Michelle Davidson Argyle

Mariel & Eric: I do think it FEELS random, but it's far from random. Business dealings aren't usually random. I think the most important step is to get to a point in your writing where you know it's ready. And yeah, I need to do a post about knowing when your work is ready, but it's hard to do a post like that because it's such a personal journey. I'm sure mine isn't like anyone else's.

Ya see, I knew my book was brilliant!

I just got three more form rejections today. I haven't been able to figure it out. I always get a few partial requests, and this one is HIGH CONCEPT and the best I've ever written. But the problem just hit me. I mention in all my queries that I'm collaborating on a nonfic book with a famous (and agented) author. If our book is taken up by the famous author's agent, I'm going to be sort of half-agented and all sorts of contractual problems might ensue. Maybe I'd better stop querying on the novel until the nonfic proposal goes to agent #1. I don't have to jump off that bridge!

When I was younger I was also crushed by the "No's"…….to the point where I didn't even try to submit my work to a publisher. But I never stopped writing.Now I am older…..And I realized I needed to ask myself the question, What is it about the writing process that is important to me?The answer for me is, "It is important to write"……and I never did stop writing.The answer for me is It is also important to be read…….and so I became my own publisher.And my three books to date are enjoying great, albeit local, sales.I am happy with the path I am following……..and since a great percentage of books that are published by a publishing company do not sell even one copy……I know I am way up on the game.Whatever happens and whatever choices you make…..keep writing. Writers write, right?Audrey … Elliot Lake, Canada.

Michelle Davidson Argyle

Charlie: Exactly!Anne: That's an interesting conundrum! Do you think you could just not mention the nonfic book? Usually contracts are open to negotiations, and I'm sure that's something that could be worked out.Audrey: That's a great story! I think it's wonderful that you went your own direction, and it's even better that you're very happy with it! It's important to validate ourselves, and some writers' work just isn't cut out for what traditional publishing wants.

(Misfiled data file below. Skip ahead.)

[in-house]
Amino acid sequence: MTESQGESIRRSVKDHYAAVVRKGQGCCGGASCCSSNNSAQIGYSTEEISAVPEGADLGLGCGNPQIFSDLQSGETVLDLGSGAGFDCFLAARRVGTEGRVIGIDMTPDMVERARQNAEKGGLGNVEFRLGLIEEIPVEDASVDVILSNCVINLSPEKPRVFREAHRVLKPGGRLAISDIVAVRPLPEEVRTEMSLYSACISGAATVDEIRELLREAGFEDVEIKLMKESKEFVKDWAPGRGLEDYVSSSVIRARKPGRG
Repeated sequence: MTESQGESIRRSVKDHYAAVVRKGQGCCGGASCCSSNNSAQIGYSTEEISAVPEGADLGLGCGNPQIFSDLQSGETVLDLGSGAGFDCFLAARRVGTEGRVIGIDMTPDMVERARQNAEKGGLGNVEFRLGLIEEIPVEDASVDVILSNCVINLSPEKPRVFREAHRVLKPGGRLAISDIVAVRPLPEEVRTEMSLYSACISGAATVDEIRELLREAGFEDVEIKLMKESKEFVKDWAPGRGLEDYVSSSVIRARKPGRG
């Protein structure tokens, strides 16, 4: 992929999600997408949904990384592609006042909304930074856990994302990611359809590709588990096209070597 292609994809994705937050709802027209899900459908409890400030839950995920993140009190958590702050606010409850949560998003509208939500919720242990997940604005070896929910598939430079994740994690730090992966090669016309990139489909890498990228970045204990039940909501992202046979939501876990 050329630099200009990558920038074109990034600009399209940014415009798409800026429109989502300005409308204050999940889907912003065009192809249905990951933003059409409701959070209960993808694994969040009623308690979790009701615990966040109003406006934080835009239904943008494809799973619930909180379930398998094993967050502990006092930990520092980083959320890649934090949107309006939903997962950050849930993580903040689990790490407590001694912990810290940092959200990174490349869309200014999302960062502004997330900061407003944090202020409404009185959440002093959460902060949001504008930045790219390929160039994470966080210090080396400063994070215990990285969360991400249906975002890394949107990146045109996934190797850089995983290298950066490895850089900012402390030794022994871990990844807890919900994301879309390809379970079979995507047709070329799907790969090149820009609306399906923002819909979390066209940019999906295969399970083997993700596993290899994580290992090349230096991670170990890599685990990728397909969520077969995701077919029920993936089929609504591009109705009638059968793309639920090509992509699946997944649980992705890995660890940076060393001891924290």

YES! It seems like half of my recent rejections are, "I loved it, but… "It is so frustrating, but also a little encouraging. At least I know it doesn't totally suck!

When I was collecting, "We enjoyed your story, but it does not meet our needs at this time," mimeographs from Ellery Queen and Alfred Hitchock (the magazines, not the erstwhile individuals), I thought it was the worst. I wanted to badly to understand the reasons for their rejection.Then, when I started making academic presentations and submissions of scholarly work and was getting the biting and painfully detailed explanations from panels of three peers as to why my work was being rejected…I longed for the old, plain slips again. Sometimes, I decided, more information is not always helpful. Sometimes it's just confusing and painful.

That is so true! Sigh…

What an interesting post. I would not have guessed that "No" might mean "Yes, but…"

Michelle Davidson Argyle

Natalie: Most likely not! I'm glad that most of the agents at least send form rejections. I've heard some never send anything at all, though, and that's really frustrating because it's like this eternal unresolved thing, haha. Good luck! You'll land something eventually. 🙂Nevets: Excellent point, yes! There are certain things I'm better off not knowing, especially in spades.Misha: Yep!Alicia: Yeah, the politics of publishing. This is just a tiny portion. 🙂

Domey Malasarn

These days I think more about readers not agents, and the same thing sort of applies, doesn't it? A writer could give a blanket statement, like "I didn't like the book," but if you probe deeper, you can discover a million different reasons why they said that. Some you will care about, and some you probably won't.

Michelle Davidson Argyle

Davin: THAT is a very good point, and so true. There are things we're better of not knowing, and many of them we wouldn't care about anyway.


got the first newsletter today… NEAT! I'll have to ask you how to do it! ;-)Hope to win 1 or 2…Great job!Barb

Michelle Davidson Argyle

Barb: Oh, good luck in winning! I'll cross my fingers that the randomizer picks you!And I'm more than happy to help you out with a newsletter if you'd like to make one.

Martin Willoughby

This is just SO correct. I couldn't have put it better myself…even if I had thought of it.

Michelle Davidson Argyle

Martin: Thanks. 🙂

Leave a Reply